Another service option for Tenebrae is to serve communion during the work if so desired. This option further enhances and deepens the overall experience of the service, while engaging the congregants in the act of communion as Jesus did with his disciples during Holy Week.

In whatever manner you may choose to carry out Tenebrae, you’ll find this ancient service still speaks beautifully to today’s worshipers, especially when utilizing one of the newest or more recent published services that help guide and provide a compelling experience for all participants.

 


MarkCabanissMark Cabaniss is a music publisher, producer, writer and educator. He is President/CEO of Jubilate Music Group, based in Nashville, Tennessee. http://www.markcabaniss.com

G. Henle’s Debussy Urtext Editions from an experienced duo

Claude Debussy

Ernst-Günter Heinemann – the Debussy Editor at G. Henle Verlag

Ernst-Günter Heinemann

 

2018 marks the 100th anniversary of the death of Claude Debussy, French music’s great innovator celebrated worldwide. Whoever deals with our Debussy editions inevitably comes across the name Ernst-Günter Heinemann, editor at Henle from 1978 to 2010 and still closely associated today with the publishing house.

 

 

Piano Works I-III

He is the editor of Debussy’s complete Piano Works published by Henle and available since 2011 in a three-volume collected edition (paper covers HN 1192, 1194, 1196, linen covers HN 1193, 1195, 1197); he has also edited a large part of Debussy’s chamber music – altogether a real Herculean task!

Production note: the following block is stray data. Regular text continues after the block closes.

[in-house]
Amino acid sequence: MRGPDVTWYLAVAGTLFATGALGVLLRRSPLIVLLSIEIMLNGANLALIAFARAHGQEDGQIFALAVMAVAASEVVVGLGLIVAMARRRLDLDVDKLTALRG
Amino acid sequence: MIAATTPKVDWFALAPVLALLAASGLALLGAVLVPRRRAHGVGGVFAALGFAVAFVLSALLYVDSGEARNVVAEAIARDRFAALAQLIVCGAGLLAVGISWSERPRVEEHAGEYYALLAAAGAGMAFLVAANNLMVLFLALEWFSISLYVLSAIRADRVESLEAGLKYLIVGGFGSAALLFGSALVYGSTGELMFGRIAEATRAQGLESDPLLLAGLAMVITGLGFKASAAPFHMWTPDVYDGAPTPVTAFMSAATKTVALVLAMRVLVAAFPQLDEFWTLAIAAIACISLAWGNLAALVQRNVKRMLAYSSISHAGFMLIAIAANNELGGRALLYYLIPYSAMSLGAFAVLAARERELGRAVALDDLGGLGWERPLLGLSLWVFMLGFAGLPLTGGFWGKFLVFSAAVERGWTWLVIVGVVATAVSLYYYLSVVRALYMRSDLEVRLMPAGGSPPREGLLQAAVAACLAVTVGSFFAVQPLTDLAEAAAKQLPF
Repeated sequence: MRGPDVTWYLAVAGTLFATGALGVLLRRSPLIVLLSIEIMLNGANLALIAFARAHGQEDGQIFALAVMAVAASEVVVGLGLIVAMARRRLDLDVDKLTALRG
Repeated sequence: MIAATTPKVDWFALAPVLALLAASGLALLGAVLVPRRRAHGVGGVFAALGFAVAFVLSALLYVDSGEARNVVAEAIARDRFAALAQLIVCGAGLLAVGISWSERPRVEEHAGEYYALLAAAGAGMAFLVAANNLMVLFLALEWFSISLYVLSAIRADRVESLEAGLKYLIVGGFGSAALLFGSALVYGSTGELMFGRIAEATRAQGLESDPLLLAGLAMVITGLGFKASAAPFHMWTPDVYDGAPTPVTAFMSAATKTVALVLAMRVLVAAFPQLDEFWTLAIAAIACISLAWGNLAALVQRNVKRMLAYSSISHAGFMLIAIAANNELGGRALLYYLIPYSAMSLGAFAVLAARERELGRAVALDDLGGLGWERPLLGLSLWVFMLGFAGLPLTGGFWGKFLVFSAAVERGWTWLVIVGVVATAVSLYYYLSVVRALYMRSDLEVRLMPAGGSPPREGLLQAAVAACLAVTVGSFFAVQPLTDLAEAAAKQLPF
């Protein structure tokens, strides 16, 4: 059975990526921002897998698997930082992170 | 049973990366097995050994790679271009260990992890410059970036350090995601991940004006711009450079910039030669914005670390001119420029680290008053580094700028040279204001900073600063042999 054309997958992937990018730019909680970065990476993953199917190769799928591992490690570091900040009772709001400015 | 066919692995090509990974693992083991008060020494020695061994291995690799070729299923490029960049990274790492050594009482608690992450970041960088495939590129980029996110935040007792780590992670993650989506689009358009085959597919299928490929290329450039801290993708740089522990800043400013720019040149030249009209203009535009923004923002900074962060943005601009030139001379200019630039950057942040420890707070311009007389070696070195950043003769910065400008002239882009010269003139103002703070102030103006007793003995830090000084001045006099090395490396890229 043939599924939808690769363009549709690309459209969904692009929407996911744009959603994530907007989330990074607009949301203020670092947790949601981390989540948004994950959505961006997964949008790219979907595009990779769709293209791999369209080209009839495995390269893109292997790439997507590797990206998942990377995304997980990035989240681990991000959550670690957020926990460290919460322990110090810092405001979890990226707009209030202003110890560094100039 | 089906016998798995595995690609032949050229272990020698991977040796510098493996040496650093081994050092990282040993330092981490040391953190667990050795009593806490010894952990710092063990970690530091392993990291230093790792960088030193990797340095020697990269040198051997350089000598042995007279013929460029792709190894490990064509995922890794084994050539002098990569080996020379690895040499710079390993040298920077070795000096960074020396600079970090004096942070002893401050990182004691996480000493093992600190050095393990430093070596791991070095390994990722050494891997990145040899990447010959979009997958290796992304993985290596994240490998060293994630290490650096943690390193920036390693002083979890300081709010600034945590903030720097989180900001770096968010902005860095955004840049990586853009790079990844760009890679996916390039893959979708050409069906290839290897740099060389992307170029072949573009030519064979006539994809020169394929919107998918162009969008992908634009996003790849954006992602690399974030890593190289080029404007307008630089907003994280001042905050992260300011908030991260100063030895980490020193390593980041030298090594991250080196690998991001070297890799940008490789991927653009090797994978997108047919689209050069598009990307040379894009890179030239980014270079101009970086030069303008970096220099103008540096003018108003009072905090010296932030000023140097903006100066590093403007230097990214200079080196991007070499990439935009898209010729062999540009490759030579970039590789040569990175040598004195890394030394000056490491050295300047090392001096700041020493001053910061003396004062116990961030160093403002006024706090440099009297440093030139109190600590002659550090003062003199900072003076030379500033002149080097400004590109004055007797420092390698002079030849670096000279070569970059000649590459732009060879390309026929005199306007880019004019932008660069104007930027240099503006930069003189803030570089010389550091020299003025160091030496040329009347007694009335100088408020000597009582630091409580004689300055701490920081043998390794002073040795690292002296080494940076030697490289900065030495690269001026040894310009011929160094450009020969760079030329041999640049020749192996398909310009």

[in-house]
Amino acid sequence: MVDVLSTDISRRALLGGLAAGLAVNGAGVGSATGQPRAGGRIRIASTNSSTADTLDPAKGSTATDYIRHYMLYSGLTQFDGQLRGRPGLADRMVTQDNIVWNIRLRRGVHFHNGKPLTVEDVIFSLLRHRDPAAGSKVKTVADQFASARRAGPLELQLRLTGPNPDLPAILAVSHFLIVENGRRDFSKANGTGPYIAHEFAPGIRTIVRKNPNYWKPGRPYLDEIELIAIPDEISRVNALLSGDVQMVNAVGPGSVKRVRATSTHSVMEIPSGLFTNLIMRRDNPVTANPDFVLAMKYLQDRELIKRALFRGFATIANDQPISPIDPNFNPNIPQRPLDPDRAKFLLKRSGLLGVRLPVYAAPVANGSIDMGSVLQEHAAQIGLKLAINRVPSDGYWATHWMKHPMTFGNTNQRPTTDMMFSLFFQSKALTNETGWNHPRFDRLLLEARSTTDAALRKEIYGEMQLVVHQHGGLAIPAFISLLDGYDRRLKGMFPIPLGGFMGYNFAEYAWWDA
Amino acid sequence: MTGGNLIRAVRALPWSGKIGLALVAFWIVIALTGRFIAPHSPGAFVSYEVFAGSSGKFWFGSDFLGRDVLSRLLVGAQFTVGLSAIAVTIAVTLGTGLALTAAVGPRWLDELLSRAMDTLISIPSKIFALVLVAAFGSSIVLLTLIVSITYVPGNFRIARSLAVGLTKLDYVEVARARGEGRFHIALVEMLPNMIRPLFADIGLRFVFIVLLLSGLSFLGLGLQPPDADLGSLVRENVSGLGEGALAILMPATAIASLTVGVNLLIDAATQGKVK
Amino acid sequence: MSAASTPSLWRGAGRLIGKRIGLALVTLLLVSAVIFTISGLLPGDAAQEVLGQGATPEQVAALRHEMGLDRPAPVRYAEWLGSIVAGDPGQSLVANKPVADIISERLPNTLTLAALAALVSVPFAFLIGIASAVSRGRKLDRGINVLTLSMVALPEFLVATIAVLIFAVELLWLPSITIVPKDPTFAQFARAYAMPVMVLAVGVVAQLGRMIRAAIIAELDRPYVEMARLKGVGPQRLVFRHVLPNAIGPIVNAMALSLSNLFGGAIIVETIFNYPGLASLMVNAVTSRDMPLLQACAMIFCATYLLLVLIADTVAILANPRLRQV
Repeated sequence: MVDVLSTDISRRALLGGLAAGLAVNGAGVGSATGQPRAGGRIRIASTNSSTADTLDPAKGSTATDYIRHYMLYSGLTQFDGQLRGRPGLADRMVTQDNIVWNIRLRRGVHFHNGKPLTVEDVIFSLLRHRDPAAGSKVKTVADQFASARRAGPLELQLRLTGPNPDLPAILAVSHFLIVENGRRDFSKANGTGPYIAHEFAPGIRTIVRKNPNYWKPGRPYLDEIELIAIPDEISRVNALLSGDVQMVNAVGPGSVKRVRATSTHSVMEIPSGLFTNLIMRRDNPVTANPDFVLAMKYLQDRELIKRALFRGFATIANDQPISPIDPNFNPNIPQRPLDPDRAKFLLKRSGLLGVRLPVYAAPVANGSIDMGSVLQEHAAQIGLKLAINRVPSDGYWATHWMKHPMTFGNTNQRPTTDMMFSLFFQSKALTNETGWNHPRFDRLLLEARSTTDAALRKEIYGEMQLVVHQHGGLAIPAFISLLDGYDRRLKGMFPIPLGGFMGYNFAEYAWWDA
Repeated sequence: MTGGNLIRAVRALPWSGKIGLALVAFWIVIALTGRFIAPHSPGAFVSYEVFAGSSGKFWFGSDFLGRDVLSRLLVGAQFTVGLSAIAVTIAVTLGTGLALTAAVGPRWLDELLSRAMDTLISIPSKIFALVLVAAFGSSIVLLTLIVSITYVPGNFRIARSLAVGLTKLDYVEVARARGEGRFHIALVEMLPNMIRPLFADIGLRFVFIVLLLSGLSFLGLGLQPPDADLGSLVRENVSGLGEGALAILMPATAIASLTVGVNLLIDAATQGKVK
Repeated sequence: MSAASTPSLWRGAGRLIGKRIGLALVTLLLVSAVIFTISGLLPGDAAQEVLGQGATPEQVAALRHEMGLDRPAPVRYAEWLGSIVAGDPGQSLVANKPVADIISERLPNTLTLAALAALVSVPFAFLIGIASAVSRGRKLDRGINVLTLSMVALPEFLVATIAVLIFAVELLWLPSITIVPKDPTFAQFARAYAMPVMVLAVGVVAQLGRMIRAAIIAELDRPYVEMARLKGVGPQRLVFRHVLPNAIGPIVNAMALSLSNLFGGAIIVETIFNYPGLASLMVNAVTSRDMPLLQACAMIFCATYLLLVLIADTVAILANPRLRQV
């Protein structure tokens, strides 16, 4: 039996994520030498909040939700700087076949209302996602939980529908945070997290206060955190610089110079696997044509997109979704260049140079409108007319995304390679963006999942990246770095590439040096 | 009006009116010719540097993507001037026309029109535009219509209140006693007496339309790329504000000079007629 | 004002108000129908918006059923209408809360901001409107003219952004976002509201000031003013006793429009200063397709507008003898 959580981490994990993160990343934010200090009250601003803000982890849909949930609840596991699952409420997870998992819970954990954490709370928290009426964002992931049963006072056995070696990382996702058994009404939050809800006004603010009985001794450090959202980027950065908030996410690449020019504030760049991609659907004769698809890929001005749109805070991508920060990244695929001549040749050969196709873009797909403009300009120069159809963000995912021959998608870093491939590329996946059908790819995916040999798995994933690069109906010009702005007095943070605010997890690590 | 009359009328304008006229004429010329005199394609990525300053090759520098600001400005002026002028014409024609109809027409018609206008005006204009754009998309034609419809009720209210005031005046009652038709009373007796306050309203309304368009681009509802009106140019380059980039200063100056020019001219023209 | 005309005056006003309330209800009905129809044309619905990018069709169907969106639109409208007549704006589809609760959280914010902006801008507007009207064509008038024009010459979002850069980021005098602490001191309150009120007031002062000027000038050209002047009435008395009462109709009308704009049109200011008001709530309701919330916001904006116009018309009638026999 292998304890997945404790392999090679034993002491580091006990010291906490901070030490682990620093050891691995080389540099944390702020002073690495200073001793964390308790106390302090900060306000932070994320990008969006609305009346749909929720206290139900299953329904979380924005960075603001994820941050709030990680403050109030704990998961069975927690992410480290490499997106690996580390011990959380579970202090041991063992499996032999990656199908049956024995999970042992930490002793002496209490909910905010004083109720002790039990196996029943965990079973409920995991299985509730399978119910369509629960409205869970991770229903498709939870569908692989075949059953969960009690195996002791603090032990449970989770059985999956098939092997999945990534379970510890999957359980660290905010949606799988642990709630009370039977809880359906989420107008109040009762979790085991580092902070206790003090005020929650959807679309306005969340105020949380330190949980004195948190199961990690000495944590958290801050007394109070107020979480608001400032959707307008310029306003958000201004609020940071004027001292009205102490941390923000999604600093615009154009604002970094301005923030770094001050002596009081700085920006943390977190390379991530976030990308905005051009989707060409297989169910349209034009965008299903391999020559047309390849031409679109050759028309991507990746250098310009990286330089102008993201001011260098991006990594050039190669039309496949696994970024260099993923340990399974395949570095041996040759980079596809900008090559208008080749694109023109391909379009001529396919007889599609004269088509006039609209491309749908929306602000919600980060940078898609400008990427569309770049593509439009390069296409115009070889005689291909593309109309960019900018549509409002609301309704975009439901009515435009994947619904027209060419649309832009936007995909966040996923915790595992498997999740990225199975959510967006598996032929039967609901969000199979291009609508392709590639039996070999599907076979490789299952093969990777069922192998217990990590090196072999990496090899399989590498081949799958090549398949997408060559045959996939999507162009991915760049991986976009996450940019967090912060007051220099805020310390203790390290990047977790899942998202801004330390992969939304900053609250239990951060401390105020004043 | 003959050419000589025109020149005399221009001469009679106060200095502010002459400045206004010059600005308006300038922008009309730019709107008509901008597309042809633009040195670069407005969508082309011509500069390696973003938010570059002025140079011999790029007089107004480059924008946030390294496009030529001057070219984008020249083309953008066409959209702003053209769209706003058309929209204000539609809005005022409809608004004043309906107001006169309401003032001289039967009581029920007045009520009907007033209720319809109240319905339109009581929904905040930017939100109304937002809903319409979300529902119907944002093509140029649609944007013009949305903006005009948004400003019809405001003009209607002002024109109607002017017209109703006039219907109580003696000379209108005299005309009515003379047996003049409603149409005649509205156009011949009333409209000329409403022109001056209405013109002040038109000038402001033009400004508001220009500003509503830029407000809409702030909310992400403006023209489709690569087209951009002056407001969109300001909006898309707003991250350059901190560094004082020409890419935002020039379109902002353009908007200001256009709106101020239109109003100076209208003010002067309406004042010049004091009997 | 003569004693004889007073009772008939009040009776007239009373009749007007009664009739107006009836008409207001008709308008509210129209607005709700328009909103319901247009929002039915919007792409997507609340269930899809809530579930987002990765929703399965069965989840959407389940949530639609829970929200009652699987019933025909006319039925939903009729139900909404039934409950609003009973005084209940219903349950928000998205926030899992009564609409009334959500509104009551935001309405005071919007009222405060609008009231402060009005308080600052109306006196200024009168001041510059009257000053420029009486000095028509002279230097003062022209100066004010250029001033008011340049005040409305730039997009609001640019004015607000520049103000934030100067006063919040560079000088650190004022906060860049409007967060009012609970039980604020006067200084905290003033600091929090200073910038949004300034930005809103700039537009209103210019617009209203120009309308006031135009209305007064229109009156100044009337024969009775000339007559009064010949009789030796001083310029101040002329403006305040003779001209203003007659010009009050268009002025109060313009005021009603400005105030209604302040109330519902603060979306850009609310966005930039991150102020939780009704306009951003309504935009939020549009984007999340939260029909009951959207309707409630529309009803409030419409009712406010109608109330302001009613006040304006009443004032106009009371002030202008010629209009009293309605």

Continue reading ‘G. Henle’s Debussy Urtext Editions from an experienced duo’

Composer Spotlight: Interview with Ola Gjeilo

Biography

Composer and pianist Ola Gjeilo was born in Norway in 1978 and moved to the United States in 2001 to begin his composition studies at the Juilliard School in New York City, where he currently resides.

Ola’s recordings include the Decca Classics albums Ola Gjeilo (2016) and Winter Songs (2017), featuring Tenebrae, Voces8, and the Choir of Royal Holloway. His choral and piano works are published by Walton Music and include titles such as the Sunrise Mass, Northern Lights, Ubi Caritas, Tundra, and Ave Generosa. His wind band works are published by Boosey & Hawkes.

For more information, please visit olagjeilo.com or find Ola on Facebook, Twitter, and Instagram.

When did you start composing?

I started playing piano and improvising when I was about five years old. As a child, I had a pretty good ear and was fairly quickly able to hear which notes worked together and which ones didn’t. I didn’t read music until later on because I just wanted to do keep improvising and creating things. I never had a moment in which I decided to become a composer though; it was something I had been so passionate about from a young age, and I never thought of doing anything else. Continue reading ‘Composer Spotlight: Interview with Ola Gjeilo’

Top 10 Facts About Drums

Written by Austin Hennen Vigil

The drum is a member of the percussion group of musical instruments and is considered the most important component of the rhythm section of a band; essentially, it is the backbone. Dozens of different types of drums in many shapes and sizes exist today.

Drums are the world’s oldest musical instrument, and while the technology in drums has improved over centuries, the basic design of the drum has virtually remained the same for thousands of years. Here are ten facts about the drums you may not be aware of:  Continue reading ‘Top 10 Facts About Drums’

15 Things You Need to Know About Supporting Your Child Learning to Play the Piano (via Elissa Milne)

 

via 15 Things You Need to Know About Supporting Your Child Learning to Play the Piano